Wednesday, April 20, 2011

Six Albany Cats Fixed Today. Portland Home Not a Fit For Sage.

Three photos, one above and two below, of the young abbytorbi spayed today from the Albany business. She was in heat but not pregnant.

Sassy's sister, a gorgeous torbi, from the Albany business, spayed today. No ear tip, hope to tame her.
Eviction cat, one of two sisters fixed from the ten eviction cats. I delivered both girls afterwards to a local vet clinic.
The other Eviction cat, spayed today. They are sisters.
From off Marian, the final female a man owns, of four. This cat had three kittens, two girls and a boy, who will need fixed in a few weeks. She was in heat again, but now, all four girls are fixed.
The young Corvallis tabby tux girl, who was pregnant at spay today.

I took six cats up to be fixed today. All six were females. Five of them hail from Albany. The sixth and only preggie is from Corvallis. Two girls were in heat, including the abbytorbi from the Albany business. She was not pregnant after all.

I then went on to the adoption interest in Sage. It was a neat cute house and really nice woman. But, when I pulled in, I knew it would not work for Sage. Every window was lined up in decorative glassware. Sage would destroy that home in one "tear". The woman had other collectibles in cubby hole type displays on the walls. I could picture Sage standing on her back legs on the couch and pulling those treasures out to fall one by one, for sport.

This is a house in need of a cat who can't jump and has far less energy than Sage has. On Friday, they are adopting Valentino!!!! He can't jump and if tries, it's a slo mo jump effort. He's perfect for them.

The woman is super nice. I want one of my cats to go there. But the fit has to be right, with a cat who won't destroy her beautiful treasures. Valentino's whiplike tail may prove problematic but despite his tank like build, he is not the swing from the rafters exuberant fat athlete that Sage is. Fat athletes try hard but their trip through glassware is like an elephant's journey through a field of eggs.

I could literally see the aftermath. I could hear the horror this woman would express upon waking one morning or upon returning from a few hours out. It gave me a sick queasy feeling in my stomach, to look at all the glassware and then at Sage. I know her mind.

So I packed her up and came home with her and the six fixed females.

I could not get ahold of the Eviction cat people and finally left the cats with the vet she'd made arrangements with yesterday. Her male is there now.

Last night, late, I tried drop trapping at the business. I wanted badly to catch that last preggie. Instead, the orange male sauntered up, went under the trap, but not to eat. He immediately sprayed it down.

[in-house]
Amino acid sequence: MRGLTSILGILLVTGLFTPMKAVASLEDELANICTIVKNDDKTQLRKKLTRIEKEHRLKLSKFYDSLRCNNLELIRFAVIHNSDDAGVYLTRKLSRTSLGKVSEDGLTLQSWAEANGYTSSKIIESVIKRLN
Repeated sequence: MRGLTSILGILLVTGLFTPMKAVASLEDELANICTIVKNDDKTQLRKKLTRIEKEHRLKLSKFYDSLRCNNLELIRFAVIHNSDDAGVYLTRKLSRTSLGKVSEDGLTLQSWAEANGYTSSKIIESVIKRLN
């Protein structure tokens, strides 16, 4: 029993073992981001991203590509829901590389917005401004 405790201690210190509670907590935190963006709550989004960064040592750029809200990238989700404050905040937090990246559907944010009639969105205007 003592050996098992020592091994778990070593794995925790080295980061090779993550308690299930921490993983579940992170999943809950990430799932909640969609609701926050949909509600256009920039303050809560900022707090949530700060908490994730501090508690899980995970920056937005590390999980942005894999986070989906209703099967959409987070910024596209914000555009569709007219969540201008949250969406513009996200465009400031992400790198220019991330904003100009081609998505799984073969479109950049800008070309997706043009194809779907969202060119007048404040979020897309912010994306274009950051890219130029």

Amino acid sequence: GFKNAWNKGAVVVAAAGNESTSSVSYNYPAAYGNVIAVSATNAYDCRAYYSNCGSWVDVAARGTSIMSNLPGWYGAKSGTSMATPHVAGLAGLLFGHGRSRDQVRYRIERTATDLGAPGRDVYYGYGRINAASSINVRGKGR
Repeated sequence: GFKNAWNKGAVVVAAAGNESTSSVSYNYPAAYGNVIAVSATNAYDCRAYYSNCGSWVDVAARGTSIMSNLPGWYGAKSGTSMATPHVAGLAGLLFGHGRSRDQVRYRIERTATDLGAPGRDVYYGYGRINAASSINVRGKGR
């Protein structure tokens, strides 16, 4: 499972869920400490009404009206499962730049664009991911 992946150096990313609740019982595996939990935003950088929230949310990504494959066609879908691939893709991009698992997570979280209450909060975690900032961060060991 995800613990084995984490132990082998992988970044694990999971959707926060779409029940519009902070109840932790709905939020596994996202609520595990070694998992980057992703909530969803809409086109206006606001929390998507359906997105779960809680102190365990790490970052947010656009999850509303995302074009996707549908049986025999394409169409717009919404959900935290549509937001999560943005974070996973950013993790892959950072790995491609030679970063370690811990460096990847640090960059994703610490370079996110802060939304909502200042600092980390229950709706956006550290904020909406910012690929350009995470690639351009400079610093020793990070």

Later, the preggie did show up, but did not come within four feet. Even the bait plate had been soaked down by that darn orange male.

I saw at least four cats while there, from a distance.

I caught nothing in the night there, in the one trap set.

The barn home offered up for the business cats fell through. They have too many predators, including a resident bobcat. They'd be dead within two months. Every one of them. City born ferals aren't used to the same dangers as country ferals. You don't relocate city ferals to the country and expect a good result.

This guy told me Lacomb dairy farmers are having mouse problems but can't get cats to stay put at their farms and dairies. The guy had been in Albany picking up four doomed cats from somebody and two more doomed cats for a neighbor. He claims they run off almost immediately. They probably just dump them out and think they'll stay and also that they won't get killed by the tons of predators roaming rural Lacomb, which in my opinion is cougar central.

Makes me very sad to think of the cats taken out there. One minute you are a house cat, warm and loved and the next, you're in a barn with piles of shit everywhere and cows stomping around or sheep. You don't know where food might be, or where you can sleep that is safe. You run, but unfortunately, there's something waiting for you, something who wants to crack your legs with a bite so you can't escape and then carry you back to their den, and drop you in front of their pups. You try to crawl away, as they circle you, inflicting bites until finally, mercifully, you're dead.

That's the fate of cats in the country this time of year, when mother coyotes, cougars and bobcats are teaching their young to hunt.

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